IN ye olden days of broadcasting (January 2020) any self-respecting Sunday politics show might have upped sticks from London and decamped to Durham.

The cathedral city was where the Prime Minister’s chief aide, Dominic Cummings, headed with his wife, who was showing symptoms of coronavirus, and the couple’s four-year-old son, despite Government advice to stay home.

Sticklers for the rules that they are, both The Andrew Marr Show and Sky News’s Ridge on Sunday decided not to retrace the 260-mile journey from London to Durham. Given the easing of restrictions in England they might have got away with it. Not so Gordon Brewer of Politics Scotland. He would have been nabbed on the M74 heading towards Carlisle.

As it was, even Politics Scotland was caught up in what some papers were dubbing a “Domnishambles”.

Brewer’s main guest was Fiona Hyslop, Cabinet Secretary for Economy, Fair Work and Culture.

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Before he could get on to the pressing matter of how life in Scotland will change should the lockdown restrictions be eased on Thursday – a subject of such interest to the public here that the government website crashed within seconds of the First Minister’s announcement last Thursday – he asked Ms Hyslop about the Cummings story. “He should resign,” she said. And if a couple were in similar circumstances in Scotland? “They should stay at home.”

Elsewhere on the Sunday shows it was not quite that straightforward. Well, not if you were Grant Shapps, England’s Transport Secretary and designated Cummings lightning rod. Having performed in the latter role during Saturday’s Downing Street press conference he was wheeled out to do the same on the Sunday shows.

As on Saturday, all he wanted to talk about was progress on transport during the lockdown. So much good news about road repairs and track maintenance apparently. Alas, no-one wanted to know. All roads led to Durham and there was nothing Mr Shapps could do about it. As Ridge told him after he had a mini moan about the direction of questioning, “I’m sure it is very disappointing not to be able to talk about the A66 as much as you’d like to on the programme.”

Ridge said the show had taken the “really unusual step” the night before of flagging up the questions it wanted Mr Shapps to answer. Among these were: when did Mr Cummings first display symptoms; did he stop on the journey; when was the Prime Minister made aware, and so on.

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When Mr Shapps appeared, however, it was clear he had not done the homework requested. “I’ll admit to being slightly disappointed that you don’t have the detail,” said Ridge.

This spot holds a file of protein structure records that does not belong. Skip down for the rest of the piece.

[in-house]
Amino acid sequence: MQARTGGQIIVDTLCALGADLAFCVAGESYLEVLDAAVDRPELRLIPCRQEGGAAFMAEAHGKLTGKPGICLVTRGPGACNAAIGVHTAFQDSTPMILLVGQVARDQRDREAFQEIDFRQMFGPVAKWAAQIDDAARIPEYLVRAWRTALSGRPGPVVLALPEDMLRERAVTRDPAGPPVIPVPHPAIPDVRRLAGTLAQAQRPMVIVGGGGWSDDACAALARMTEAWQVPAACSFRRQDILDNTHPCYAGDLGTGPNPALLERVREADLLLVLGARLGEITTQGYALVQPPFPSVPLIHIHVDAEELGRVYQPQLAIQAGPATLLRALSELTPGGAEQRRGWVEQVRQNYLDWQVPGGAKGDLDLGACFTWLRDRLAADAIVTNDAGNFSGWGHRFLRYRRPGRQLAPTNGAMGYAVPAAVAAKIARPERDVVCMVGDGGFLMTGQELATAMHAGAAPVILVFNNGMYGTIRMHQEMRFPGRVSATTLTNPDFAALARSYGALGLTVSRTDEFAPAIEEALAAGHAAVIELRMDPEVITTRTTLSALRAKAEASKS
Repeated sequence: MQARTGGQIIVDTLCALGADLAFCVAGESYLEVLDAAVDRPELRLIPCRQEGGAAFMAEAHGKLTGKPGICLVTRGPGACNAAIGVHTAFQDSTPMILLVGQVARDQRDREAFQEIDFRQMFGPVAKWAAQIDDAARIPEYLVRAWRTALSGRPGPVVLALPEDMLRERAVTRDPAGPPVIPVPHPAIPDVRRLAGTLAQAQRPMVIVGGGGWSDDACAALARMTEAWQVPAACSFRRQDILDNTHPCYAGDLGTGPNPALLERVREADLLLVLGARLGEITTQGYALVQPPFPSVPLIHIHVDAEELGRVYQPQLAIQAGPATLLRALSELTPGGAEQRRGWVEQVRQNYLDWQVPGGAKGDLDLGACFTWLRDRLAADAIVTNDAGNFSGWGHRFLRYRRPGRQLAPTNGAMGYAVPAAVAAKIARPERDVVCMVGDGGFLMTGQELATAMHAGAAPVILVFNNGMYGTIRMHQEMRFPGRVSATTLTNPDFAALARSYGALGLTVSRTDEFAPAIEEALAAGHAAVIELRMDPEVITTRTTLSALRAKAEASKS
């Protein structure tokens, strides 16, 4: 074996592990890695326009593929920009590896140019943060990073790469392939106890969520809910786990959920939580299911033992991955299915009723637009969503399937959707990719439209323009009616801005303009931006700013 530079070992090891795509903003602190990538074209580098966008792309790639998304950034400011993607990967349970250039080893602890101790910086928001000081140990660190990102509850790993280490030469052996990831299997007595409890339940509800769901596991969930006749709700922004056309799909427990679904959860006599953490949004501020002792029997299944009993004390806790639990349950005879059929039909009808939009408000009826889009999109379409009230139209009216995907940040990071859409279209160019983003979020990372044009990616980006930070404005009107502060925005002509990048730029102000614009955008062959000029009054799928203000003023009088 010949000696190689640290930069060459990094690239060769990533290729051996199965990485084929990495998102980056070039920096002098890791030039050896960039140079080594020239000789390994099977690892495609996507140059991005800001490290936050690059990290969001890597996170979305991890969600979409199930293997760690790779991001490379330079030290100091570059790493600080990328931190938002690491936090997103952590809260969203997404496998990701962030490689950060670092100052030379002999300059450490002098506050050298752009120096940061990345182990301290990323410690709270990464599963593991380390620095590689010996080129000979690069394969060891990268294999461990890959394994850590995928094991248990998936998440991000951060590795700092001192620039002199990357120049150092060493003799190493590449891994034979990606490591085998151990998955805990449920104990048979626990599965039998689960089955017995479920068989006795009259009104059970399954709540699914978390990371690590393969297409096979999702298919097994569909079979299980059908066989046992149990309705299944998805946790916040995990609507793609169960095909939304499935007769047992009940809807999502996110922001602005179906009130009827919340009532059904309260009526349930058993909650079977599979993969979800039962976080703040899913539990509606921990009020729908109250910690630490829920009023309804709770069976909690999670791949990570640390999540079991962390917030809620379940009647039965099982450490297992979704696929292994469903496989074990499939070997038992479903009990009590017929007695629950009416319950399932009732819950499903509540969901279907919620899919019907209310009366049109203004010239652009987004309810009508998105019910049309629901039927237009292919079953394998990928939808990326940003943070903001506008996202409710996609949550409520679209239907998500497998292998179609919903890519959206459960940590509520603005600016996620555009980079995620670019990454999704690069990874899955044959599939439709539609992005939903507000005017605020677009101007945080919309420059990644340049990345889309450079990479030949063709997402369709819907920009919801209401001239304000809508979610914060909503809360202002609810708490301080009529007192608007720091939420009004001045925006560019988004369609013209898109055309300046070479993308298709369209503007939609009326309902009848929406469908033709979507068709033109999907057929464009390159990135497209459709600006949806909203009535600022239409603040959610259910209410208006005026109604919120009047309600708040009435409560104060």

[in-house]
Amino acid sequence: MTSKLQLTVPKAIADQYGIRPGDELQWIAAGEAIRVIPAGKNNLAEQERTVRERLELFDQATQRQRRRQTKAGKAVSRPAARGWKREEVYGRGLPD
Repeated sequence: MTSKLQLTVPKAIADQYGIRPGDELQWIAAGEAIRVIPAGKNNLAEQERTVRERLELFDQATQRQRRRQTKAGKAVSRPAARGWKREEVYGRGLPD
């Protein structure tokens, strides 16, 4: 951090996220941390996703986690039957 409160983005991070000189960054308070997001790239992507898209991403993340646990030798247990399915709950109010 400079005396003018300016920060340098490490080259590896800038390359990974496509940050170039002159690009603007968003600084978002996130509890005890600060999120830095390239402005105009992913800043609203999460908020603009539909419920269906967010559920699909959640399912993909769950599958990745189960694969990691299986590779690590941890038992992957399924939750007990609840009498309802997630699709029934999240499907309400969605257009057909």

There was another “dog ate my non-existent homework” on Marr, when Mr Shapps revealed he had not spoken to Mr Cummings before coming on the show.

“I’ve communicated, I haven’t spoken to him directly,” said the Minister.

“Why not? This is a very serious crisis for your government, surely you would have spoken to him?”

“I came on your programme as you know to talk about transport matters….”

“We’ll get on to those,” said Marr. Do you know, he never did.

Both Ridge and Marr made sharp enquiries in the hope of getting some response from the Minister other than “don’t knows” and sentences beginning with “It’s my understanding”. Ridge asked: “Is saving the job of Dominic Cummings really more important than getting people to adhere to the lockdown?” Marr said the Government could keep Dominic Cummings or it could keep the policy intact, but it could not do both.

Try as they did to get answers about Mr Cummings’ initial trip and subsequent sightings, Mr Shapps blocked inquiries with the amiable bluster for which he is known. Final question from Marr was: “Is he going to resign?” Mr Shapps: “No.”

It was becoming clear that not every Tory MP, unlike Ministers the day before, was backing Mr Cummings. BBC Breakfast had been first with an interview with Steve Baker MP, who called for Mr Cummings to go. Ridge was then quick off the mark, rejigging the running order and getting Baker on as well.

“If he doesn’t resign, we’ll just keep burning through Boris’s political capital at a rate we can ill afford in the midst of this crisis,” said the MP. “It is very clear that Dominic travelled when everybody else understood Dominic’s slogans to mean ‘stay at home, protect the NHS and save lives’.”

Mr Baker said that with the PM due to appear before the Liaison Committee of MPs on Wednesday this would not be the end of the matter.

From Sunday shows to Mr Johnson facing questions from a panel of prominent politicians at 4pm on Wednesday. Suddenly, half a week must have seemed a very long time in politics for Number 10.